Each of the following eight properties reflect this ethos through distinctly contemporary lenses, creating unique destinations that foster individual experiences as well as intimate feelings of community.
From historically renovated structures dating back to the 12th, 18th, and 19th centuries in Italy, Spain, and Montenegro to modern architectural masterpieces in Greece and Indonesia, the newest members of Design Hotels share a common goal: to honor and preserve their surrounding landscapes and cultures.
Located in Bad Gastein, a picturesque town in the Austrian Alps, The Cōmodo strikes a perfect balance between creativity, rejuvenation, and nature. The year-round destination is framed by forested cliffs and gaping valleys, with an overarching design vision to echo the beauty of the surroundings and honor the timeless aesthetics of 1960s and 70s. Vintage mid-century modern furnishings are expertly curated among bespoke pieces, unique artworks, and site-specific lighting installations. Its 70 rooms come in a range of sizes to meet every guest’s needs, while the onsite farm-to-table restaurant, spa, boutique cinema, and summer garden round out the luxe offerings.
Also celebrating its natural surroundings is ORA Hotel Priorat in Torroja del Priorat, Spain. Set in an 18th-century abbey, the 13-room property embraces the lifestyle of the region’s wine country and acts as an ideal gateway to the nearby rolling hills, fine cuisine, and timeless traditions. Baroque arches, pillars, and ceilings guide guests through corridors that open up to both austere and welcoming spaces, including guestrooms and the in-house restaurant. Rooms feature wood floors and dark tiles that play off bright walls and black-iron-framed glass doorways, alongside custom furniture, including green velvet sofas and wood-and-rattan headboards. At the restaurant, locally inspired, handmade dishes are made primarily with ingredients from an onsite garden and paired with the best Priorat wines.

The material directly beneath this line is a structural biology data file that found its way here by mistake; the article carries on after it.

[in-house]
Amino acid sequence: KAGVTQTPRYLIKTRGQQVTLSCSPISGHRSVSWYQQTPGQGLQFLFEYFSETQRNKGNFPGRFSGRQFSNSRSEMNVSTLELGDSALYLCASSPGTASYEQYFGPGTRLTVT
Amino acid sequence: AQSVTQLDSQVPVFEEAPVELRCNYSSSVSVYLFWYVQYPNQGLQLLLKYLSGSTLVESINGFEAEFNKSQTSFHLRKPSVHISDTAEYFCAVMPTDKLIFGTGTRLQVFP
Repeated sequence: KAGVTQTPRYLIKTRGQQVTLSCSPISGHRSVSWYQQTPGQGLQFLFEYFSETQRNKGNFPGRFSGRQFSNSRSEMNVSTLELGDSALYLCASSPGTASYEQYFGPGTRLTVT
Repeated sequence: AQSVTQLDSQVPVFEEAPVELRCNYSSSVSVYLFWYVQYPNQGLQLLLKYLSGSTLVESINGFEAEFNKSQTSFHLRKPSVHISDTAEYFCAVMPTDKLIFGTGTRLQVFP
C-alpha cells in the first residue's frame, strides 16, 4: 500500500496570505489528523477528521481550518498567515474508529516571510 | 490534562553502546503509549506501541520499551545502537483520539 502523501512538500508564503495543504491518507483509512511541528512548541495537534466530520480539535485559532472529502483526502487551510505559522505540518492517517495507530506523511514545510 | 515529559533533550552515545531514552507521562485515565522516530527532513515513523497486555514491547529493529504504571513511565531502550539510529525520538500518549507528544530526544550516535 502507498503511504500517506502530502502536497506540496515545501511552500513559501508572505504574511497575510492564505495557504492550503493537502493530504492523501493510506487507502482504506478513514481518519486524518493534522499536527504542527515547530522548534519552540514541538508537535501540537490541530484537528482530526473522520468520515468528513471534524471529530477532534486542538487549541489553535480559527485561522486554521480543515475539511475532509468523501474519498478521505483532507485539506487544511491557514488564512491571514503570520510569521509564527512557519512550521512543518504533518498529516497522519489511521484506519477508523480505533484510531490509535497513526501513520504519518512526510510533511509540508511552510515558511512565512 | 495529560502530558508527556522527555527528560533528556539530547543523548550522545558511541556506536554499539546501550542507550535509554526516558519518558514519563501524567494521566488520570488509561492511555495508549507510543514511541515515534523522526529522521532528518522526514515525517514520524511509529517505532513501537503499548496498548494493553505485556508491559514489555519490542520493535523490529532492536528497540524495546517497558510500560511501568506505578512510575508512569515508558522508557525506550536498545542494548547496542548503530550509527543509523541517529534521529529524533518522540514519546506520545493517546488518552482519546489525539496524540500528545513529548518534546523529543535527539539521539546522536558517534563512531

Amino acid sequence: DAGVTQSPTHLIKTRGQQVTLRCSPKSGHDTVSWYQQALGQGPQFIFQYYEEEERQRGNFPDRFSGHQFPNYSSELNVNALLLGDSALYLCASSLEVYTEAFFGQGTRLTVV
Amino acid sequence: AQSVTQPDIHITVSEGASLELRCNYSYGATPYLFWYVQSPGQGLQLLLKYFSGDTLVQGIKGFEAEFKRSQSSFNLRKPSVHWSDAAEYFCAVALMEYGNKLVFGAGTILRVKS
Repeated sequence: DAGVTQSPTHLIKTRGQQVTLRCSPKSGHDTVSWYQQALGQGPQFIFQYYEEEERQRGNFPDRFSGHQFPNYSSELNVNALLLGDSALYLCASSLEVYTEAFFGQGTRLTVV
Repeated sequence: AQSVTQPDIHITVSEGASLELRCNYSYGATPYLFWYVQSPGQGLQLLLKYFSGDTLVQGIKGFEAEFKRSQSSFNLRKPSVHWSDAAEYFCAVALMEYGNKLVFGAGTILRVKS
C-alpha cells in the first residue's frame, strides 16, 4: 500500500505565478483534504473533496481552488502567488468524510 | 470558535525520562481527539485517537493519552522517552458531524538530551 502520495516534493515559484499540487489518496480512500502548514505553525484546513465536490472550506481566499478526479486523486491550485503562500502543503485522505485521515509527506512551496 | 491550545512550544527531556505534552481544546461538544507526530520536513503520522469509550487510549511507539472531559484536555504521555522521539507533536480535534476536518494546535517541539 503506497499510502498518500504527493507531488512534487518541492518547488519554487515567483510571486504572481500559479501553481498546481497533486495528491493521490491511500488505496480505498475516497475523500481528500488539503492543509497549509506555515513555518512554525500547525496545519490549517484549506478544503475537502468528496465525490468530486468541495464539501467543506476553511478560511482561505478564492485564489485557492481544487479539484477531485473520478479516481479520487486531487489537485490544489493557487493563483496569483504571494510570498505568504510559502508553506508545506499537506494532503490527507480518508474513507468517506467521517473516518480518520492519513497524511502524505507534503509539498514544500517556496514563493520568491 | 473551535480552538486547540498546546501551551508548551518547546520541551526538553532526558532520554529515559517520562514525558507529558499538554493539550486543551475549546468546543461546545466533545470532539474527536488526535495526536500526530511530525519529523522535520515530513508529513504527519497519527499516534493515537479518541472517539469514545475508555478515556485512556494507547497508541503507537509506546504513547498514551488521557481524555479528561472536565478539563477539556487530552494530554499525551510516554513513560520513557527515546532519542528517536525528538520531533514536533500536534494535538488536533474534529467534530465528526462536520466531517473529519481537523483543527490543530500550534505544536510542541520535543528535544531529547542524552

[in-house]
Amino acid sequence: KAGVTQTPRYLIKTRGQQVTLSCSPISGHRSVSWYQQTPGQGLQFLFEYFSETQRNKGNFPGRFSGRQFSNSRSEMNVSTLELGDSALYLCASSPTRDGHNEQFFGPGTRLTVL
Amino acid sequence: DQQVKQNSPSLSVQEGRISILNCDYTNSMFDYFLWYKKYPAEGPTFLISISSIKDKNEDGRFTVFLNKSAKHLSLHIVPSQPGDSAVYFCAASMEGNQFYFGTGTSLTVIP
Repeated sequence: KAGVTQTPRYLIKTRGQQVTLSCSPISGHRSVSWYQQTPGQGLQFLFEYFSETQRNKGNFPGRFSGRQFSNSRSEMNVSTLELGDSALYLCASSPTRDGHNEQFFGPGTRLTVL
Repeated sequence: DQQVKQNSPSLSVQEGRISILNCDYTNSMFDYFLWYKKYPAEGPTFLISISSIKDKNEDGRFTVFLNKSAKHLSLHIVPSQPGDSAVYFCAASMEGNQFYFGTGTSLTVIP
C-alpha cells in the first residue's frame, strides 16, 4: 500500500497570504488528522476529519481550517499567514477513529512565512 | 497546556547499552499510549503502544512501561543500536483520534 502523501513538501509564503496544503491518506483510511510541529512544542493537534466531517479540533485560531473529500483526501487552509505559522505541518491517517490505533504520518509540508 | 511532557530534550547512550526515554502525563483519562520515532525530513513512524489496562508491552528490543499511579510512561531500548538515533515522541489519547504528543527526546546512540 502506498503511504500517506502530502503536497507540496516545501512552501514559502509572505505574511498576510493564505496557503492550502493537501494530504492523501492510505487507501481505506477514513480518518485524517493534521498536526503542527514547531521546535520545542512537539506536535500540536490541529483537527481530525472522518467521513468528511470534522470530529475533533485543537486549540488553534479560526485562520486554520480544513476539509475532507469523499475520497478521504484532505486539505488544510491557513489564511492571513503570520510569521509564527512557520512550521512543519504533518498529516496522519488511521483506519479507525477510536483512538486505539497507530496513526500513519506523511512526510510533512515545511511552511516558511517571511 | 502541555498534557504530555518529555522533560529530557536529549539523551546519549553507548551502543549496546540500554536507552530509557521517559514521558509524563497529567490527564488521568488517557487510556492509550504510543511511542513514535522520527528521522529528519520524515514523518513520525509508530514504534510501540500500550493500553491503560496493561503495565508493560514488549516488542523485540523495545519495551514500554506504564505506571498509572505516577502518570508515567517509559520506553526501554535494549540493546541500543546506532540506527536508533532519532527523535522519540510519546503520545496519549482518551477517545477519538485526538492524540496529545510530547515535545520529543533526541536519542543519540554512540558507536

From ingredients used in the restaurant to an iron pergola to bespoke furnishings, everything at Vocabolo Moscatelli in Umbertide, a village in Umbria, is locally sourced and produced. Housed within a 12-century monastery, faithfully restored by Jacopo Venerosi Pesciolini of studio Archiloop, and centered around a piazza with a historical church, the property feels like a miniature Italian village in and of itself. Original stone and brick structures are augmented by crisp, contemporary lines in the 12 guestrooms and suites, each of which is individually designed with custom furnishings by Samarreda and Tosconova. Outside, a 30-meter pergola, forged by the century-old Italian blacksmith brand Lipsi, stretches back to a grove where the Arboreal Archaeology Foundation has planted forgotten fruit trees native to the region.
Further south in Italy, Rome’s Palazzo Velabro is situated in a residential historical area ideal for visitors who want to discover the city and live as a Roman. Housed within an 18th-century palazzo that was renovated by world-renowned architect Luigi Moretti in 1960, everything inside was custom-made in Italy with nods to the structure’s history: frescoes by young Italian artists adorn the walls, Garbellotto crafted wood flooring, and sofas and textiles were created by Quinti and Moroso e Pedrali. Additional features include ribbed and curved walnut wood boiserie—an homage to décor of the 1940s and 50s—as well as timeless marble fixtures in bathrooms and public spaces.